They further found that a broad range of gut bacteria were able to induce parasite hatching. In the case of Escherichia coli (E-coli), bacteria bound to specific sites on the egg and rapidly induce parasite hatching. With E-coli, hatching involved specific bacterial cell-surface structures known as fimbriae, which the bacteria normally use to attach to cells of the gut wall.

Importantly, the work also showed that the presence of worms and bacteria altered the immune responses in a way that is likely to protect ourselves, the bacteria and the worms.

Intestinal roundworm parasites are one of the most common types of infection worldwide, although in humans increased hygiene has reduced infection in many countries. High level infections by these parasites can cause disease, but the natural situation is the presence of relatively low levels of infection. The team's work suggests that in addition to bacterial microflora, the natural state of affairs of our intestines may well be the presence of larger organisms, the parasitic roundworms, and that complex and subtle interactions between these different types of organism have evolved to provide an efficient and beneficial ecosystem for all concerned.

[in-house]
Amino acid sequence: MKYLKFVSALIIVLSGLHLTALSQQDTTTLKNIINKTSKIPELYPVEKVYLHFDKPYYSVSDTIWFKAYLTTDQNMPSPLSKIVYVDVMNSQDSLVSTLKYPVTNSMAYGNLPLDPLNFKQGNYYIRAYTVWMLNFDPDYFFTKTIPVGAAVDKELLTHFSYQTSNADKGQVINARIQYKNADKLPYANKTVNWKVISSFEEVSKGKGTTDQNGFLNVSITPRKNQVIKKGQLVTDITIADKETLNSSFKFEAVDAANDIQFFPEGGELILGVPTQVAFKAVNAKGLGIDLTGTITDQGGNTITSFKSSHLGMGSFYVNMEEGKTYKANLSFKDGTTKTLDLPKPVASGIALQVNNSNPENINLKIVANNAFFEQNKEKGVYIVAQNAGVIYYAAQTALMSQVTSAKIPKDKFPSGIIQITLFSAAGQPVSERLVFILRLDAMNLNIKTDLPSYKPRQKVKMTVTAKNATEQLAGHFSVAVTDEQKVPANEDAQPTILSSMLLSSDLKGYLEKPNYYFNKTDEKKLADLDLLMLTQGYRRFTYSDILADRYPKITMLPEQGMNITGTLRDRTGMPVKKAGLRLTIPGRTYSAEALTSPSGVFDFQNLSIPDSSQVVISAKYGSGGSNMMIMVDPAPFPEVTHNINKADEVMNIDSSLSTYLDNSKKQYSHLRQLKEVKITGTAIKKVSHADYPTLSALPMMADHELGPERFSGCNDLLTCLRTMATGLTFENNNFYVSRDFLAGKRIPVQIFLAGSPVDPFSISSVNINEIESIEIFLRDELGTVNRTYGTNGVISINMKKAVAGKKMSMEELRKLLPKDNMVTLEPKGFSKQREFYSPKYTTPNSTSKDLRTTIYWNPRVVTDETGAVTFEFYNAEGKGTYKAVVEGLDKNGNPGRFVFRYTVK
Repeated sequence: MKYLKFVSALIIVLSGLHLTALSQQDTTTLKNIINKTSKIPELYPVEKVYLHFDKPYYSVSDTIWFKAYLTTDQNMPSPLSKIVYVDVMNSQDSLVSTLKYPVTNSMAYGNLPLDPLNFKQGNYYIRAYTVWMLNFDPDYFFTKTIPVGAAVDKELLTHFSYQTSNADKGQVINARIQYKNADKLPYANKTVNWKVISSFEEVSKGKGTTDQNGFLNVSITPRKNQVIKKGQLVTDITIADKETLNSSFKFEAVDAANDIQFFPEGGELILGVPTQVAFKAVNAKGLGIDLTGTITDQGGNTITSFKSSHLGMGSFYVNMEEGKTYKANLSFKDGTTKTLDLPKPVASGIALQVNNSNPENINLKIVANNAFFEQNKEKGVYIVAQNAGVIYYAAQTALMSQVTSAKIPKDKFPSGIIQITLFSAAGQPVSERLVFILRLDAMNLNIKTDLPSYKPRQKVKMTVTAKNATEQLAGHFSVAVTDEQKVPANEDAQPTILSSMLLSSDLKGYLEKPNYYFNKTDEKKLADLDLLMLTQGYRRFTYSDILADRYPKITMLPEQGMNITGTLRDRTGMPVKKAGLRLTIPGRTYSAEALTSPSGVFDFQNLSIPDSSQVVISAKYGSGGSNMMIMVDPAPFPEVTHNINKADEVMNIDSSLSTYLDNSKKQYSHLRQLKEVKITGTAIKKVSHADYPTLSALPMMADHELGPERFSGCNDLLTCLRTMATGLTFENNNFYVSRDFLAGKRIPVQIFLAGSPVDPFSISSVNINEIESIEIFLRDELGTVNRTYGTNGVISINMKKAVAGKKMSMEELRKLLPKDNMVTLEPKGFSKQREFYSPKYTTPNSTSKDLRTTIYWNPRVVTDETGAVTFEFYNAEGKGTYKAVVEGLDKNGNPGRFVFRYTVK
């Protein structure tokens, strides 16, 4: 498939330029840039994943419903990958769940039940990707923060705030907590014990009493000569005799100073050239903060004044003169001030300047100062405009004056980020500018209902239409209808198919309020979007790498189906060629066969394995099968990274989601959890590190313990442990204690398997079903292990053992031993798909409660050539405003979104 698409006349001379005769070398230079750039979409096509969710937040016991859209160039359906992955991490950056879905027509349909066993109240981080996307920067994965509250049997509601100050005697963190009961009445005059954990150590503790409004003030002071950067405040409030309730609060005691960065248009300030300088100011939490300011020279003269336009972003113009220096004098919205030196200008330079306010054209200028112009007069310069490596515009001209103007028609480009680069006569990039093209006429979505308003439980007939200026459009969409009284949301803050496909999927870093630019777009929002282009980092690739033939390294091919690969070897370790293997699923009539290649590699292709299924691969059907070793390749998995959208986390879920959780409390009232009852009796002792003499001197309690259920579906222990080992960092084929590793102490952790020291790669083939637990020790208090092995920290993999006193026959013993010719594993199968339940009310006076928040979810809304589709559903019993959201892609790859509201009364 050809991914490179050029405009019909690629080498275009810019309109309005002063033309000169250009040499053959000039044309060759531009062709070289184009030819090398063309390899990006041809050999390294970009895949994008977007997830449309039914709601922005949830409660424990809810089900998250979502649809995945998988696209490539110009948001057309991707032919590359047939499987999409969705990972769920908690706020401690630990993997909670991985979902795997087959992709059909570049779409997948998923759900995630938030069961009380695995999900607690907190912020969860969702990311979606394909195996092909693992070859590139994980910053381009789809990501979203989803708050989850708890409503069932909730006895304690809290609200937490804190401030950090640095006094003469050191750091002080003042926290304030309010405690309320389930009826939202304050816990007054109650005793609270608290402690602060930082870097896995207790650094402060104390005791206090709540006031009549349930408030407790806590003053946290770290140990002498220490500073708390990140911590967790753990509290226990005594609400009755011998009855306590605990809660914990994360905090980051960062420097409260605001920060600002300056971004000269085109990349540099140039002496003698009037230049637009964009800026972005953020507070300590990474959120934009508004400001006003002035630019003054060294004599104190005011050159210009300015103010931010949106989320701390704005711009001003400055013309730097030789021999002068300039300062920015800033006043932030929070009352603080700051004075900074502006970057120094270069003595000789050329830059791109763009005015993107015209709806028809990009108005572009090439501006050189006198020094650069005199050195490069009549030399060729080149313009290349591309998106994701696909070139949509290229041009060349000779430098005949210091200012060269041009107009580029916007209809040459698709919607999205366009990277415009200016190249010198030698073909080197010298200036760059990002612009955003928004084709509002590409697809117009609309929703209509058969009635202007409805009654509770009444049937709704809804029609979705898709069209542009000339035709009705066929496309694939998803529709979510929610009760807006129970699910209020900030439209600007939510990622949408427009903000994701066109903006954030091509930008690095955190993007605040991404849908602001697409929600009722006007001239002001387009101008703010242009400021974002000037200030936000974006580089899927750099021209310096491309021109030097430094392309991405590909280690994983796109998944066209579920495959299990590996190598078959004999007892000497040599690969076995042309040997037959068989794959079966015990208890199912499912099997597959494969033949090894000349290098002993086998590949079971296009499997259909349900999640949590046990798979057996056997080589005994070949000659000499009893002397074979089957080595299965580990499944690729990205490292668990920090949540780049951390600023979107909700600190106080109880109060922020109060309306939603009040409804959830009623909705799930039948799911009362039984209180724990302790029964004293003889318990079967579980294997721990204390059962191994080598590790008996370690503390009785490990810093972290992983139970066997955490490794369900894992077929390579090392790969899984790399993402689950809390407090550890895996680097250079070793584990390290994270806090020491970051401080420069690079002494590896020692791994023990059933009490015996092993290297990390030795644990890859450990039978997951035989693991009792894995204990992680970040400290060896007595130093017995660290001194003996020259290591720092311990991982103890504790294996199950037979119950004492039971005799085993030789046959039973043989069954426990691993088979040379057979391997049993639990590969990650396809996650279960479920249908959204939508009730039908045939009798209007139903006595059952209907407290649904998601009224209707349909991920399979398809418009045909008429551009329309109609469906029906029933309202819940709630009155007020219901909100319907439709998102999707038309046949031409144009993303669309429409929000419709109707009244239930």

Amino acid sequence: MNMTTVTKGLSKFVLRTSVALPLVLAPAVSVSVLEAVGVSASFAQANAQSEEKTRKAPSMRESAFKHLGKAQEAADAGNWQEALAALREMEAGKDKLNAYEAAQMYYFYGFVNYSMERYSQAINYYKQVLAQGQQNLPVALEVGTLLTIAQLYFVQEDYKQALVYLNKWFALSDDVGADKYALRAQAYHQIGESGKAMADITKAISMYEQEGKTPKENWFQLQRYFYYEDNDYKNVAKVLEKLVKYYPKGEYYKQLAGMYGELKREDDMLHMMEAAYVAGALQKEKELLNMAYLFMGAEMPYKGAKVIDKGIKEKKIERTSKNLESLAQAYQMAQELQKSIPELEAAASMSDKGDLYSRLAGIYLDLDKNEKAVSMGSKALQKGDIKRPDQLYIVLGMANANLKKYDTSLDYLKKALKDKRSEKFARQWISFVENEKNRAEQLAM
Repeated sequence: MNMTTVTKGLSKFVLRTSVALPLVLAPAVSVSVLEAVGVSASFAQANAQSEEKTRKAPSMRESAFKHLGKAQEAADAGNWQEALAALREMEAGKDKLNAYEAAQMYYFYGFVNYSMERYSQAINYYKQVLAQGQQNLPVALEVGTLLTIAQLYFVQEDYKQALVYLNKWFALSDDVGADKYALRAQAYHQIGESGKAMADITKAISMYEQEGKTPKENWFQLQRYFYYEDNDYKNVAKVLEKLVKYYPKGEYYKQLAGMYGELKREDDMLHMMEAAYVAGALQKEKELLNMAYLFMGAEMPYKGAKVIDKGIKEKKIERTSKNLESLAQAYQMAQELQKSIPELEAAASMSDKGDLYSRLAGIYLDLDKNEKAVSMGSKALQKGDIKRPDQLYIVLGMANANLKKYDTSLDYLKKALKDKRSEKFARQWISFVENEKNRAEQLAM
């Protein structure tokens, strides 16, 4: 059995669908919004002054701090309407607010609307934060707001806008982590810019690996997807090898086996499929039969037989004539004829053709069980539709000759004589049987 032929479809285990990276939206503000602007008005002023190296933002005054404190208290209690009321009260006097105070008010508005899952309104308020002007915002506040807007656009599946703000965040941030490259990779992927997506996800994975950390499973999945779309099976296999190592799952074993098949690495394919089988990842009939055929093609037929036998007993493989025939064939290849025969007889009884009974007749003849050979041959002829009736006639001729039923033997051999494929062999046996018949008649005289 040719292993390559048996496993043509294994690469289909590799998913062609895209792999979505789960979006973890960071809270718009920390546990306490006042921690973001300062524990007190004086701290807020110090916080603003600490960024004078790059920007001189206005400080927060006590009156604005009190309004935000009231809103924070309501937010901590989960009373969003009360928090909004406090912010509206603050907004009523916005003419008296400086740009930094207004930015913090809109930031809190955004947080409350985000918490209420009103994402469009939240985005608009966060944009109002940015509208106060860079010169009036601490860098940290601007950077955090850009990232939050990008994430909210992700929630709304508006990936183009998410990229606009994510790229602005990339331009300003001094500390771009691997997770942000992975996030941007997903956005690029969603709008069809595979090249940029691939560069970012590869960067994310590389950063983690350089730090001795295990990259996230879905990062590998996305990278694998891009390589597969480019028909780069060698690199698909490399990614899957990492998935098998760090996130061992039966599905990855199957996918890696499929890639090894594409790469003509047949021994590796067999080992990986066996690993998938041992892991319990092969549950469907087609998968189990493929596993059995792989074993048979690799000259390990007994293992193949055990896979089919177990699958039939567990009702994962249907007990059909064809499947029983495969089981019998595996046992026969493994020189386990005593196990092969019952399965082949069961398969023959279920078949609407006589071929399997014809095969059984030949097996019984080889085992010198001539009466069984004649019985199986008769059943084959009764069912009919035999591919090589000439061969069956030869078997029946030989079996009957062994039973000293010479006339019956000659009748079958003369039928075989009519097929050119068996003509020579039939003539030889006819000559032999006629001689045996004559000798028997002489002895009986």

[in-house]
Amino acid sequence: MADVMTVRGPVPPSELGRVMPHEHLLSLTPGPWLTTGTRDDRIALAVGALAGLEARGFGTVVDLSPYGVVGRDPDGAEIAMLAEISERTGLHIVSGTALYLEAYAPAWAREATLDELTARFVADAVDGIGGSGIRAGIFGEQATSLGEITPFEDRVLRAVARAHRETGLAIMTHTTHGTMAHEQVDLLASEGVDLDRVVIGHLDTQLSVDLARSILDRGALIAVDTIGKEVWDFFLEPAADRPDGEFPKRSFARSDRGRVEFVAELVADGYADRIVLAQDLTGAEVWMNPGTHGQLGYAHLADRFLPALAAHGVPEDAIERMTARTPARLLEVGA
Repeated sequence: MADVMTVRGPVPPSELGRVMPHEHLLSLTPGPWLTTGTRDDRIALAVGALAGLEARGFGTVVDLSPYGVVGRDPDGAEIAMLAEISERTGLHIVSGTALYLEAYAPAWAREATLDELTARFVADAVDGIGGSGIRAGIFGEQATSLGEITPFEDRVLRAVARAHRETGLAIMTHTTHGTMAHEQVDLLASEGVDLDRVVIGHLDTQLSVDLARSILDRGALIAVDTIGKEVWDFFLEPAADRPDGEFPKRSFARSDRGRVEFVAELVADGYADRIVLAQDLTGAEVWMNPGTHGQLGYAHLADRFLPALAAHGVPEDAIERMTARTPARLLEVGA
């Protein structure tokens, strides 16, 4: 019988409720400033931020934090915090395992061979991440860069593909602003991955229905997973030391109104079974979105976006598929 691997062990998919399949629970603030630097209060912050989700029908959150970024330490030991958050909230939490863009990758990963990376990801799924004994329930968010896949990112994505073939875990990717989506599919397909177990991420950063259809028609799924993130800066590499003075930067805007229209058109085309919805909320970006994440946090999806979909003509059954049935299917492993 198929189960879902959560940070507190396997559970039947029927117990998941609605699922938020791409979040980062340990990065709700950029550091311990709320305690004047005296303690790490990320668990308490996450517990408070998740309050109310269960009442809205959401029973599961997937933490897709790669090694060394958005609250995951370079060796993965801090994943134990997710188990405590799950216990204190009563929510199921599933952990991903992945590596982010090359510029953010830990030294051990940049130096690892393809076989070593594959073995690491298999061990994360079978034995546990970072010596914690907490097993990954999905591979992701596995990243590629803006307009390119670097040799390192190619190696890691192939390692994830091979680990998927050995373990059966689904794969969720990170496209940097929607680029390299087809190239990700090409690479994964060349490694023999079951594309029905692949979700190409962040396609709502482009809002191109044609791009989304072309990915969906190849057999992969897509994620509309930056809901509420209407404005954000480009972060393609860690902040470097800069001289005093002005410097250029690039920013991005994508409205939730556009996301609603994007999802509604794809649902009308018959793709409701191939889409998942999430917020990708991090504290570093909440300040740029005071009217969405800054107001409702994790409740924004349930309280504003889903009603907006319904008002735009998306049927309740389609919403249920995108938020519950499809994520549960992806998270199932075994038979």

Professor Roberts says: "The host uses its immune system to regulate the damage caused by the bacteria and the worms. If the pathogens are missing, the may not give the right response."

Professor Grencis adds: "The gut and its inhabitants should be considered a complex ecosystem, not only involving but also parasites, not just sitting together but interacting."

Explore further: Gamers helping in Ebola research

More information: 'Exploitation of the Intestinal Microflora by the Parasitic Nematode Trichuris muris', Science.

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Nemo
2 / 5 (1) Jun 14, 2010
>We are not suggesting that people deliberately infect themselves with parasitic worms

Actually that sounds exactly what he is suggesting. I read recently of a commercial venture to offer these types of worms for infection purposes.
Foundation
not rated yet Jun 14, 2010
No he is not. While it might be beneficial for your immune system, it'll still be harmful to your gastrointestinal tract.
This in contrast with commensal E.Coli which is necessary for a healthy metabolism.